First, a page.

This is what I shall keep in mind and so regain some hope.  Surely, Yahweh’s mercies are not over, his deeds of faithful love not exhausted; every morning
they are renewed; great is his faithfulness. Lamentations  3: 21-23

The phrase “faithful love” appears frequently in the Bible, especially in the Psalms.
That phrase is a strong reminder that God’s love for us is unchanging.  God’s grace is always and everywhere available.   Reassuring as those words are, we cannot avoid raising the question: how, in fact, is that assurance verified?  Sometimes our experience makes it difficult to recognize that truth.

That passage from Lamentations  reflects one of the greatest paradoxes of Christianity, namely, God as loving and the fact of suffering.  Certainly, there are instances when God’s love is difficult to recognize.  It can remain hidden behind events which tempt us to question his power, his concern, if not his very existence.  A fictional conversation illustrates that idea:  A person says, “If God wants us to believe he had better give some evidence.  The second replies, “That he exists?” The first responds, “No, that he cares.”

In the face of suffering people are often encouraged “to offer it up.”  In fact, that has become a cliché, so often repeated there is a danger of overlooking the deeper meaning of the phrase and of simply dismissing it.   The deeper meaning is this: by offering up one’s suffering in union with the suffering of Jesus, a person can become a sharer in the redemptive suffering of Christ.  In his suffering and death on the cross, Jesus not only accomplished our redemption but imbued human suffering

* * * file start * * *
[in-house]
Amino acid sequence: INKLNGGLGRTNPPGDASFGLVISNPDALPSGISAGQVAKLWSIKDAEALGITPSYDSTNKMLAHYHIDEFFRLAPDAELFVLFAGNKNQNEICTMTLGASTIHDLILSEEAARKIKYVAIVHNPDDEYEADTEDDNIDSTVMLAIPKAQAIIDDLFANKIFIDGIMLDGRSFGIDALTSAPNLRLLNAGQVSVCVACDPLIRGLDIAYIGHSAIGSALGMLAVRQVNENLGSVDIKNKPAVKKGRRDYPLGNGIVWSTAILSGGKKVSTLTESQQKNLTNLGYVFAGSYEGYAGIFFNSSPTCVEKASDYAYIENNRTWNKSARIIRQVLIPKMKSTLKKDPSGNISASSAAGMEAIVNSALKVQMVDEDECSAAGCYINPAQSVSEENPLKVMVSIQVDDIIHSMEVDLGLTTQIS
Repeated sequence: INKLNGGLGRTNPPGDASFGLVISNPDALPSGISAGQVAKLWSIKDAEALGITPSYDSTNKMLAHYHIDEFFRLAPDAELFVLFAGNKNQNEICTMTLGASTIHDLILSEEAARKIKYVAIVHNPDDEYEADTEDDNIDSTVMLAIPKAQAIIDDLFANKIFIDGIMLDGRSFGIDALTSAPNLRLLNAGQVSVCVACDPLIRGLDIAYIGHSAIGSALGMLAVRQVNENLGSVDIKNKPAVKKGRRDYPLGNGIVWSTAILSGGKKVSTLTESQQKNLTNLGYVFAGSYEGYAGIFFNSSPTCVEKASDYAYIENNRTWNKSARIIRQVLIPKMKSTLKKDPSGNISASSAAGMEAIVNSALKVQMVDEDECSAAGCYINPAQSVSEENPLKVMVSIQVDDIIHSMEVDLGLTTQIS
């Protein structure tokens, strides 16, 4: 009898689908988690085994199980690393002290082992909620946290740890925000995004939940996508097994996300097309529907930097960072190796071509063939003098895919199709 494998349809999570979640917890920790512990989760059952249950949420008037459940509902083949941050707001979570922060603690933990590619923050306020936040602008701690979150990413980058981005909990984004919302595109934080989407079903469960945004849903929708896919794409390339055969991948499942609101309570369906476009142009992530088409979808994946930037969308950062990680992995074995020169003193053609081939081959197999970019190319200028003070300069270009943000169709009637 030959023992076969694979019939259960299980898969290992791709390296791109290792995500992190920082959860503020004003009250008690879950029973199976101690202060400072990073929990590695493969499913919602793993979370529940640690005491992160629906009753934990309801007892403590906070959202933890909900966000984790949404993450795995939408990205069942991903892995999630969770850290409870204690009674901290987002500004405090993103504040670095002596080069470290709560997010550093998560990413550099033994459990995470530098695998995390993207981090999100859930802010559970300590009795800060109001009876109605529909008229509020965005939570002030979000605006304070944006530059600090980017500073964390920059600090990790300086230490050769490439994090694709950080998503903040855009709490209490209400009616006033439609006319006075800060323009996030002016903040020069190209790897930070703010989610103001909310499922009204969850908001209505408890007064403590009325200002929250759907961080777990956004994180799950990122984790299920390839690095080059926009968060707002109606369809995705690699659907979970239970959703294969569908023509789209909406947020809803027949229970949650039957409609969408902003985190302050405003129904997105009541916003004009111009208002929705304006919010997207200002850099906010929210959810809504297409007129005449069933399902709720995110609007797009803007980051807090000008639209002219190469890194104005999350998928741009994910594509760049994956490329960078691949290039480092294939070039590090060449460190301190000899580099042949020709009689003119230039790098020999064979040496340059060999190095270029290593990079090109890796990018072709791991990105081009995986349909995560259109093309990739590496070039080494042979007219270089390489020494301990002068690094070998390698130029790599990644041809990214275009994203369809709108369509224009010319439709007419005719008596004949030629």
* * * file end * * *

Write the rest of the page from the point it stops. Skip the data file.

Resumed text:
with a totally new value.  In their suffering, persons can become sharers in the redemptive suffering of Christ.

Suffering is at the heart of the central mystery of our faith.  We call it the Pascal Mystery, the mystery of the suffering, death, and resurrection of Jesus Christ.
And that is a question not just of suffering but of unnecessary suffering.  God made unnecessary suffering the very means of our salvation.  Jesus did not need to suffer.   Any act of his could have saved the world.  Why, then, did God choose to save the world through the suffering and death of his own son?   That’s a mystery that has no answer, except in terms of God’s infinite love.  As St. John put it: “God so loved the world that he gave his only son so that everyone who believes may not perish but may have eternal life.” (3: 16)